With marketing going digital, it’s becoming increasingly important to measure results. There are 5000+ data sources, and the challenge of tracking and making sense of all this data is getting harder.
So what metrics should a marketer’s dashboard contain? If your answer includes only activity-based metrics such as impressions, clicks, and form fills, please read further.
We recommend looking at the data across two dimensions: depth and breadth.
On the depth side, the data can be organized into four layers:
1. Assets – The most granular level is assets, which are typically landing pages (LPs) and email templates. The objective here is to determine which landing pages have high conversion rates and which emails have better open rates or click-through rates.
2. Programs and Campaigns – Programs and campaigns are groups of ads, emails, and LPs that have a specific objective. The objective could be lead generation or conversion of leads from the top of the funnel to further down the funnel.
3. Leads – At the lead level, the analytics you’ll be most interested in are the volume of new leads generated and the funnel view of the leads.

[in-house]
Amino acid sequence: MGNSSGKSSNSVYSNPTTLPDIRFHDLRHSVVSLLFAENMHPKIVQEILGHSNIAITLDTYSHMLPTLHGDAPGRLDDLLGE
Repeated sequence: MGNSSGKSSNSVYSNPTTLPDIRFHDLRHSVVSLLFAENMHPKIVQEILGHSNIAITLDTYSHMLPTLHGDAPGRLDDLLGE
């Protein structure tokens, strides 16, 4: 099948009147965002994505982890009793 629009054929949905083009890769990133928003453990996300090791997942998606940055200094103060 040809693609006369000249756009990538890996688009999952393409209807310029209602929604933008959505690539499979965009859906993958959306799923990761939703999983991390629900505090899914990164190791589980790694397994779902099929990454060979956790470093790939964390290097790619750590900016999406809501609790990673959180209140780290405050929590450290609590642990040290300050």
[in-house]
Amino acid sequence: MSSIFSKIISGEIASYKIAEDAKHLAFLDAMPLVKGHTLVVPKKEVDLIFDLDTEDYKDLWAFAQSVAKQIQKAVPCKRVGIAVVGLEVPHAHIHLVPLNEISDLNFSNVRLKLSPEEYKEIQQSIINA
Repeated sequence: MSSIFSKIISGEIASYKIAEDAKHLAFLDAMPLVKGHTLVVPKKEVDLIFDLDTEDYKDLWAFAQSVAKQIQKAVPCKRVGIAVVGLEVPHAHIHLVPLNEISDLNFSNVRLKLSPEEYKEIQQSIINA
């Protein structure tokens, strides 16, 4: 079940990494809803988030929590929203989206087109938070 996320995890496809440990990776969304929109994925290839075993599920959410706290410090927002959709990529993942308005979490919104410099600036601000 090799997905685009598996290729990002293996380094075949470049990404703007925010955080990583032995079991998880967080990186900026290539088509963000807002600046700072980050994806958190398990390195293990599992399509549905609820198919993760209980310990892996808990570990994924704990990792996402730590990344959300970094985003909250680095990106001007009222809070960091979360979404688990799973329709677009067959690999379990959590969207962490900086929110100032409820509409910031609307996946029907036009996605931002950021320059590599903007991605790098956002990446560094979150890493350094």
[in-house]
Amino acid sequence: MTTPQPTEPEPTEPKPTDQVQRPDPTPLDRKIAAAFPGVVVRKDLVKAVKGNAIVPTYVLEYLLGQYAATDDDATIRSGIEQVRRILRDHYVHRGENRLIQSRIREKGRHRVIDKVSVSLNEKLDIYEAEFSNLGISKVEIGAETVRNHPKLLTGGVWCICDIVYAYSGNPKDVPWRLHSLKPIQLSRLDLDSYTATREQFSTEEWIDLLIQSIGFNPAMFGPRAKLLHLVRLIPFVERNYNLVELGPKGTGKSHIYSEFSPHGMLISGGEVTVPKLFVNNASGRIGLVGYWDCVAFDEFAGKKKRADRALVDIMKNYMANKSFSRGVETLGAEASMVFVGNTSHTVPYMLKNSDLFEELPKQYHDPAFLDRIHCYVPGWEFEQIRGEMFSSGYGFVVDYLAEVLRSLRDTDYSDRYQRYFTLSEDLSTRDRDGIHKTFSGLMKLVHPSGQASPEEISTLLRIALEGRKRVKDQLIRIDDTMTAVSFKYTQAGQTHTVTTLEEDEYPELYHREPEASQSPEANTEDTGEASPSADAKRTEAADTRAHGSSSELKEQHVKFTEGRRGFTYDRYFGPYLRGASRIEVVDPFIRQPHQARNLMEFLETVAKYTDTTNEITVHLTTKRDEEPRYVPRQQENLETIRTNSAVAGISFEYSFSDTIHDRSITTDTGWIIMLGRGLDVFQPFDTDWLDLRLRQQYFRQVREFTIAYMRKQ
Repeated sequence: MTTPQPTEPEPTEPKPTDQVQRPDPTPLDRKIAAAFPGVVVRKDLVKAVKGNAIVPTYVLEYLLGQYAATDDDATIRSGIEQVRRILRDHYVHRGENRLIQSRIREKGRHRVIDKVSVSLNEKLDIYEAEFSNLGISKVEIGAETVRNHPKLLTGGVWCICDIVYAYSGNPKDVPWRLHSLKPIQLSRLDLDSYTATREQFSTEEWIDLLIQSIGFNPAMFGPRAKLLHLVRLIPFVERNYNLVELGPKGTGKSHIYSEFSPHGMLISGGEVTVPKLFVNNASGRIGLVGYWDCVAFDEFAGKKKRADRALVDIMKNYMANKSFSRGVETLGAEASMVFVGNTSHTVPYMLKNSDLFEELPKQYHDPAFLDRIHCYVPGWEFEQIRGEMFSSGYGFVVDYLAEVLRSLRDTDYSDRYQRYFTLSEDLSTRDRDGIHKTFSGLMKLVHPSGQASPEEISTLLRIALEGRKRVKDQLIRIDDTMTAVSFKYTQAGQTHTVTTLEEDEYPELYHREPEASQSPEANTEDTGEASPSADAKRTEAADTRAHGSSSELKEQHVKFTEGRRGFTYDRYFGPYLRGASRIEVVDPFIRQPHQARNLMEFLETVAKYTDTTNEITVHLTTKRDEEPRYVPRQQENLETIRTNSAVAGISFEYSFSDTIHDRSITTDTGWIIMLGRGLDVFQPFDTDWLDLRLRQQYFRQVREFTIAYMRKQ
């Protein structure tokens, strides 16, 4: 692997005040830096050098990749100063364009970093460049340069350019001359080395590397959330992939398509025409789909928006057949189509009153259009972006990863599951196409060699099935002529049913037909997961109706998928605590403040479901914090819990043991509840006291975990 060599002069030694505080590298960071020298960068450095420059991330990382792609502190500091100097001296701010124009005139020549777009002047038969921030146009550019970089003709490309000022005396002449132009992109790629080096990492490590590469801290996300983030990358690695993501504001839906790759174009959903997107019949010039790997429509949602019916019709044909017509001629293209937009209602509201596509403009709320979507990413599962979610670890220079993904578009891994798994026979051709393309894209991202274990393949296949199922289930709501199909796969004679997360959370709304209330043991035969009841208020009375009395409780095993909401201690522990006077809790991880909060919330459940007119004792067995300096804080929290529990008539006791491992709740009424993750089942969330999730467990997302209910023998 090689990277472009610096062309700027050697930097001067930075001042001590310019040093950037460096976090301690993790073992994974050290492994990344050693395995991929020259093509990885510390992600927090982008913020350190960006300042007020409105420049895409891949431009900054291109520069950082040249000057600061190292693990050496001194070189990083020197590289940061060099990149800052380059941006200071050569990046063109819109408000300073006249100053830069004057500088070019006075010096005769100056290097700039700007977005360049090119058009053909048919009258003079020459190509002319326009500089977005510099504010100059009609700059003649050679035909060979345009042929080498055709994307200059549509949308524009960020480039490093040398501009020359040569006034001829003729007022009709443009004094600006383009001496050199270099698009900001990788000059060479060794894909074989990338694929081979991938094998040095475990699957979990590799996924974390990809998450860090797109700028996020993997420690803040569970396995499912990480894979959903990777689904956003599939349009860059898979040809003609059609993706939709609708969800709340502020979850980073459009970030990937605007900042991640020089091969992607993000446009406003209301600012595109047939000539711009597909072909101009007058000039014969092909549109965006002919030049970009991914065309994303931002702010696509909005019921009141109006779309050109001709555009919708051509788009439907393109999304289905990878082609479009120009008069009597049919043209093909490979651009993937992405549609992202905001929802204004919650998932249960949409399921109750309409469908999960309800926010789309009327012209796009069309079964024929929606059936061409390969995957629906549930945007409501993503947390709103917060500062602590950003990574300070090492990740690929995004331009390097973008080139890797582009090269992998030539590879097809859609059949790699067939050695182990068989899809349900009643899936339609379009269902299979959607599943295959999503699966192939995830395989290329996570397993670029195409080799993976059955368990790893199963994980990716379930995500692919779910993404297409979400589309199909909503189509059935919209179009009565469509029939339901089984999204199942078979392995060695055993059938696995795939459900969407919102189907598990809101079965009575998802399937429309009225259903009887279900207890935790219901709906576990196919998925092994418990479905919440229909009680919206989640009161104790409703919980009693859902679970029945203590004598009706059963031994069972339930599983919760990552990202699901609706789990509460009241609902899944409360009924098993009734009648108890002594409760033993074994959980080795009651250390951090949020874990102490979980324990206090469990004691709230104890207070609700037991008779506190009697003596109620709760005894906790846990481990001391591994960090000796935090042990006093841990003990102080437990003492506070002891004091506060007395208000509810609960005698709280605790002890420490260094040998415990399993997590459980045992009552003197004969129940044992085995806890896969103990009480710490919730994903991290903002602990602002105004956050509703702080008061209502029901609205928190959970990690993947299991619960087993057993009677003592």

4. Pipeline – The dollar value of the pipeline generated or influenced by marketing and the value of revenue closed are the most important data points. Setting up well-integrated marketing systems will enable you to determine the economic contribution of channels and campaigns.
On the breadth side, the measurement spans across these areas:
1. Lead Acquisition – Web traffic, campaigns, and events that offer top-of-funnel metrics
2. Lead Management and Nurturing – The volume of the marketable database, the volume of leads, the movement of leads from one stage to another (conversion rate), email campaign performance metrics such as open rates, and click-to-open rates
3. CRM – To arrive at the pipeline and ROI metrics, it’s important to map the leads that came in via multiple sources to their end journey, either opportunity generated or deal closed.
While you’ll start with basic cuts of the data (by time, industry/vertical, and acquisition channel), over time you’ll likely want to add more customized dimensions, including BUs, geos, products, and services.
Also, you’ll want to convert the measurements into key performance indicators (KPIs), which are typically ratios, to determine efficiencies. Best practices include comparing against goals or past performance to determine corrective actions.
Perfect marketing dashboards are not the ones that contain real-time data on siloed metrics but the ones that can give you a comprehensive view of marketing performance across the breadth and depth of marketing activities. We are confident that Arena Calibrate provides an easy to set up and use dashboard. Give it a try and see how it can make your life easier. Once you start using it, we would love to hear your ideas on how we can make it better and more useful for marketers.